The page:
By 12:20 a.m., a line of officers pushed against some of the remaining protesters, forcing them south on Broadway, at times swinging batons and shoving people to the ground.

Kobi Skolnick, 30, said that officers pushed him in several directions and that as he tried to walk away, he was struck from behind in the neck. “One of the police ran and hit me with a baton,” he said.

To read the full story, go here.

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@ Greg_Palast : Our photographer ZD Roberts beaten @OWS Zucotti Park by cops. Thrown to ground, hair grabbd, hit with clubs while yelling, I'M PRESS PRESS!

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@ macfathom : Doubling east on Barclay, and now the ragged front of the march is at City Hall. #OWS

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@ LuddoftheFuture : girl in the street having a seizure and the cops have her in handcuffs. can this get any worse (live at http://t.co/4pLyy3gP)

Activists cry out for paramedics. The woman is limp on the ground. "Come on you violent bastards where's the paramedics?"

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@ jeffrae : March is heading north up broadway #ows #occupywallstreet

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@ macfathom : Dozens of arrests, many cuffed and sitting on broadway waiting for their ride to jail. #OWS

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@ RDevro : Police are barricading the park. It's cleared. I witnessed countless violent arrests. No way to estimate numbers.

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@ troutish : Protesters being dragged out by the head at #OWS #Zucotti Park http://t.co/qomhKkrA

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Cops pulling apart human chains. There are shouts for mic checks. Now, chants start forming. "The NYPD are sweeping through," says Tim on the live stream.

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@ ANIMALNewYork : Police are moving in. It's chaos.

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@ ANIMALNewYork : NYPD just made an announcement that Brookfield has to "clean the park" and Liberty Plaza is officially "closed."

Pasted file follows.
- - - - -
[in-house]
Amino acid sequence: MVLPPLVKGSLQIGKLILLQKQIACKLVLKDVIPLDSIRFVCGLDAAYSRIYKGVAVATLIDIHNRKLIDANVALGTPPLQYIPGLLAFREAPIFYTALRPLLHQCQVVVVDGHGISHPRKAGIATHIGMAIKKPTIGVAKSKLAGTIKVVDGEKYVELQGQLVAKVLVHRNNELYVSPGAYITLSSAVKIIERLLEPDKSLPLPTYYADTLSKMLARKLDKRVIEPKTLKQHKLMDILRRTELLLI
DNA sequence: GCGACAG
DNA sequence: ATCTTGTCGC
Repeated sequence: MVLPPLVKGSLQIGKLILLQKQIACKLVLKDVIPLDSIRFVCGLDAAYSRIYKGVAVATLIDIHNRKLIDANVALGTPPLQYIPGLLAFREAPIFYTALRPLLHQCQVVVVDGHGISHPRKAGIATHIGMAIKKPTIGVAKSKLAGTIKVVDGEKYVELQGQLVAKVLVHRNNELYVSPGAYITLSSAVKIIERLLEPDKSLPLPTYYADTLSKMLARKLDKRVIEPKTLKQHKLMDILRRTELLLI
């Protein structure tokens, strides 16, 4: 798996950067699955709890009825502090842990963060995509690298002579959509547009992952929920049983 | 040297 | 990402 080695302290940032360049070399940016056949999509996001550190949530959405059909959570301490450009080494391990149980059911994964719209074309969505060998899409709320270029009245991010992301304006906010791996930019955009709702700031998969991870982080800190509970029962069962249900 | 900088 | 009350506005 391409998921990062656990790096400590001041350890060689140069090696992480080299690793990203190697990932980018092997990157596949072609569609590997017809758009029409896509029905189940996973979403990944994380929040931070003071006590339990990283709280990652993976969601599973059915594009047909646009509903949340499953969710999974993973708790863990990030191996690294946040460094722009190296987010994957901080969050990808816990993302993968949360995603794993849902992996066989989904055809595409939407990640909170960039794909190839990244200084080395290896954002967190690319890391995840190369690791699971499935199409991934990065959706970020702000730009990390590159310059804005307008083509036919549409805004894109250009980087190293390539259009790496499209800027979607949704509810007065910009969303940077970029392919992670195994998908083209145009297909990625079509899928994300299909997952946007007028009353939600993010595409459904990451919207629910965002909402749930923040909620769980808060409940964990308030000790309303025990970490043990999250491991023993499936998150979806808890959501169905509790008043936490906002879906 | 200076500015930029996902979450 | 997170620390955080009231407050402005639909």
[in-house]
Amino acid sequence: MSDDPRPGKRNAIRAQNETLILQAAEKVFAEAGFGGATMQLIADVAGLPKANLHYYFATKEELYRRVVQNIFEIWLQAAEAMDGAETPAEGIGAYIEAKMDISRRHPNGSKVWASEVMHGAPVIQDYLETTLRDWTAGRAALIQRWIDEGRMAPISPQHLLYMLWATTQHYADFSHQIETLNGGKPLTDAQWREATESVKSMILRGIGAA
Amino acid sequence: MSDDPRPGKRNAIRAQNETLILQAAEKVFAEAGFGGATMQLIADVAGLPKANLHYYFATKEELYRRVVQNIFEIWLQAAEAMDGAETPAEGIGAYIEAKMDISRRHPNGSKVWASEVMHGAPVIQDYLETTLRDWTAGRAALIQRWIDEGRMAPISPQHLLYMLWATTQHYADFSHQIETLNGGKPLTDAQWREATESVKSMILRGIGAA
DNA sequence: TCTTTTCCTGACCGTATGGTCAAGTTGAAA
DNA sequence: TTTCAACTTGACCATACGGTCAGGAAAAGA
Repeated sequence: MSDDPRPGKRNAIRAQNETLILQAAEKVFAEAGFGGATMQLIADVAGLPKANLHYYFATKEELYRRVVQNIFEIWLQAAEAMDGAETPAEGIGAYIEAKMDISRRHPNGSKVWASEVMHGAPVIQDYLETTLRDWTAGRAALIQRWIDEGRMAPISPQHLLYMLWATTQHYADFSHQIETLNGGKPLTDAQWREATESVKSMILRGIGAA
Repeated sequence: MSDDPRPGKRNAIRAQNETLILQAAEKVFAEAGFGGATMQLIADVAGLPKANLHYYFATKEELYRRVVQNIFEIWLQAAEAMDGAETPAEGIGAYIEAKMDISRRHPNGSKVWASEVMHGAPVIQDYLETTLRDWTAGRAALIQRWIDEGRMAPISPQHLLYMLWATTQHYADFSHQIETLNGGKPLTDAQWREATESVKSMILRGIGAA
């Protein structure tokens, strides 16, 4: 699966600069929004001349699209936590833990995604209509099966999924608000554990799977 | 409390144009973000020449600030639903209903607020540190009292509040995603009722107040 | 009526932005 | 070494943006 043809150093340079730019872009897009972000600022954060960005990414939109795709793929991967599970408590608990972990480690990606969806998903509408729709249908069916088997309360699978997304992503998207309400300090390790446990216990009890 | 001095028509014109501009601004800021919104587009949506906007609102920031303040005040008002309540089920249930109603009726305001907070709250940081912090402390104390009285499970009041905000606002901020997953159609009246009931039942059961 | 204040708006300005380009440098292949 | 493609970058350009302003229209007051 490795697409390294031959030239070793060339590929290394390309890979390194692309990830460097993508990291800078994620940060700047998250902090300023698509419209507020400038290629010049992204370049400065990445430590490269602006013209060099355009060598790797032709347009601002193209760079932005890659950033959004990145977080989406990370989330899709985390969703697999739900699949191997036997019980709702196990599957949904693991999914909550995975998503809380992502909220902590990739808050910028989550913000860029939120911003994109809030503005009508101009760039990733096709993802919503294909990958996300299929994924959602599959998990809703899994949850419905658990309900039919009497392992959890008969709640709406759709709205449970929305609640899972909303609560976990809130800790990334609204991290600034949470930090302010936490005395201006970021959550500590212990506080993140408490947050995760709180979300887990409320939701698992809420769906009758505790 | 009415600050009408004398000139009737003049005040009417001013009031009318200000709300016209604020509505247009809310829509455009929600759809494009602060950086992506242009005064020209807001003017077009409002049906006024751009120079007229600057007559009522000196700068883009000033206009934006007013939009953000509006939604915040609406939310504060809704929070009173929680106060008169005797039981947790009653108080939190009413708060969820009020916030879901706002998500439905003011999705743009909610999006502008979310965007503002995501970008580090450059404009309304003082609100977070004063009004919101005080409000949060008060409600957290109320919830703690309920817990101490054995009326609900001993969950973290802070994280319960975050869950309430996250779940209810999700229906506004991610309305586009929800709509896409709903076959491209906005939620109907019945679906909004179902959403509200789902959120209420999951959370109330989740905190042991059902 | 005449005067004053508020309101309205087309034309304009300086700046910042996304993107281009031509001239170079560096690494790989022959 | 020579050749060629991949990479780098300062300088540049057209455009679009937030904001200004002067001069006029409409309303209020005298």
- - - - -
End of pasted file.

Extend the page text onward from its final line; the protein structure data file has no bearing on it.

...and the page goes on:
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@ OccupyWallStNYC : Bagpipers just started marching into the park bringing the party mood with them, NYPD arrested one of them, and things got real heated. #OWS

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@ JackieHRye : NYPD just "destroyed" the tent in Zuccotti Park, Occupiers call for its re-building. Marching band also going through the park. #OWS

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@ RDevro : The tent in the middle of the park continues to fill with people planning to stay the night. Lots of energy here.

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Activists ask for more room as the tent is growing, expanding.

"It looks like a floating tent." -- as Tim on his live stream.

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Owly Images

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@ OccupyWallStNYC : .@justawall is leading us in a song! "Hit the road, banks! And don't ya come back no more no more no more no more!" #OWS

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Activists have assembled make-shift, cardboard sleeping areas inside Zuccotti Park. The cardboard is joined by a large green tarp.

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@ RDevro : A tarp is going up in Zuccotti as protesters march around the park chant-dancing. #m17 http://t.co/rJfP3GF9

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Filed by Benjamin Hart  |